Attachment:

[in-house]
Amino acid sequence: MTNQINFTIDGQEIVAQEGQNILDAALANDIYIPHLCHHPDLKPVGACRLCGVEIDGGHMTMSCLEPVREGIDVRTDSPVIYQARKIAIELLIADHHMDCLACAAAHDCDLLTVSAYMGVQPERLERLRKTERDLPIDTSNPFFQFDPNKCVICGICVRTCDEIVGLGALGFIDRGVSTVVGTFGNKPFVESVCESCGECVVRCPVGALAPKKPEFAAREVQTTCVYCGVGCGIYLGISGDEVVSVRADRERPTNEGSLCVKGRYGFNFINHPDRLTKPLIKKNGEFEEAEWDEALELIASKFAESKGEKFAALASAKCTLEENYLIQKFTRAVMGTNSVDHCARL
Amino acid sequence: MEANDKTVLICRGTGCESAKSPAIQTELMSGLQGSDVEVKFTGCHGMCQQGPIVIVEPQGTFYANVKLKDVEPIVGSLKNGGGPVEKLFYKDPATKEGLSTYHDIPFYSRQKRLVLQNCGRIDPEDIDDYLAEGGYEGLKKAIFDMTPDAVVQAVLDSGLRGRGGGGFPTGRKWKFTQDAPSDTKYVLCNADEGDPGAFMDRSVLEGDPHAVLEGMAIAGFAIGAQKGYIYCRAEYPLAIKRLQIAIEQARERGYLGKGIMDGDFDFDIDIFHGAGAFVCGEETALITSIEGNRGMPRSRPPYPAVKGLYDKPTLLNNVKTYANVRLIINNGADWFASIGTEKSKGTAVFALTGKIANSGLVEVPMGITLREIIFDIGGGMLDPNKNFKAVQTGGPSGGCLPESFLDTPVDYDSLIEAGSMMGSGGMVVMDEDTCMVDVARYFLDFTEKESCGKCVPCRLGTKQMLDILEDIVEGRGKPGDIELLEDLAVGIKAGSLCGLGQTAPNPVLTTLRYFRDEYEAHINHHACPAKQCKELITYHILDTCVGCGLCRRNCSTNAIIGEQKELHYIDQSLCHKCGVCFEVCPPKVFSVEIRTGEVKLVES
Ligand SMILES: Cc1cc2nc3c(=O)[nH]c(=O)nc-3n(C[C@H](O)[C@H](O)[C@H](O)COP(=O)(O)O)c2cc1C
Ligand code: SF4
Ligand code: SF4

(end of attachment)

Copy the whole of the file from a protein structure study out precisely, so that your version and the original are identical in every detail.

[in-house]
Amino acid sequence: MTNQINFTIDGQEIVAQEGQNILDAALANDIYIPHLCHHPDLKPVGACRLCGVEIDGGHMTMSCLEPVREGIDVRTDSPVIYQARKIAIELLIADHHMDCLACAAAHDCDLLTVSAYMGVQPERLERLRKTERDLPIDTSNPFFQFDPNKCVICGICVRTCDEIVGLGALGFIDRGVSTVVGTFGNKPFVESVCESCGECVVRCPVGALAPKKPEFAAREVQTTCVYCGVGCGIYLGISGDEVVSVRADRERPTNEGSLCVKGRYGFNFINHPDRLTKPLIKKNGEFEEAEWDEALELIASKFAESKGEKFAALASAKCTLEENYLIQKFTRAVMGTNSVDHCARL
Amino acid sequence: MEANDKTVLICRGTGCESAKSPAIQTELMSGLQGSDVEVKFTGCHGMCQQGPIVIVEPQGTFYANVKLKDVEPIVGSLKNGGGPVEKLFYKDPATKEGLSTYHDIPFYSRQKRLVLQNCGRIDPEDIDDYLAEGGYEGLKKAIFDMTPDAVVQAVLDSGLRGRGGGGFPTGRKWKFTQDAPSDTKYVLCNADEGDPGAFMDRSVLEGDPHAVLEGMAIAGFAIGAQKGYIYCRAEYPLAIKRLQIAIEQARERGYLGKGIMDGDFDFDIDIFHGAGAFVCGEETALITSIEGNRGMPRSRPPYPAVKGLYDKPTLLNNVKTYANVRLIINNGADWFASIGTEKSKGTAVFALTGKIANSGLVEVPMGITLREIIFDIGGGMLDPNKNFKAVQTGGPSGGCLPESFLDTPVDYDSLIEAGSMMGSGGMVVMDEDTCMVDVARYFLDFTEKESCGKCVPCRLGTKQMLDILEDIVEGRGKPGDIELLEDLAVGIKAGSLCGLGQTAPNPVLTTLRYFRDEYEAHINHHACPAKQCKELITYHILDTCVGCGLCRRNCSTNAIIGEQKELHYIDQSLCHKCGVCFEVCPPKVFSVEIRTGEVKLVES
Ligand SMILES: Cc1cc2nc3c(=O)[nH]c(=O)nc-3n(C[C@H](O)[C@H](O)[C@H](O)COP(=O)(O)O)c2cc1C
Ligand code: SF4
Ligand code: SF4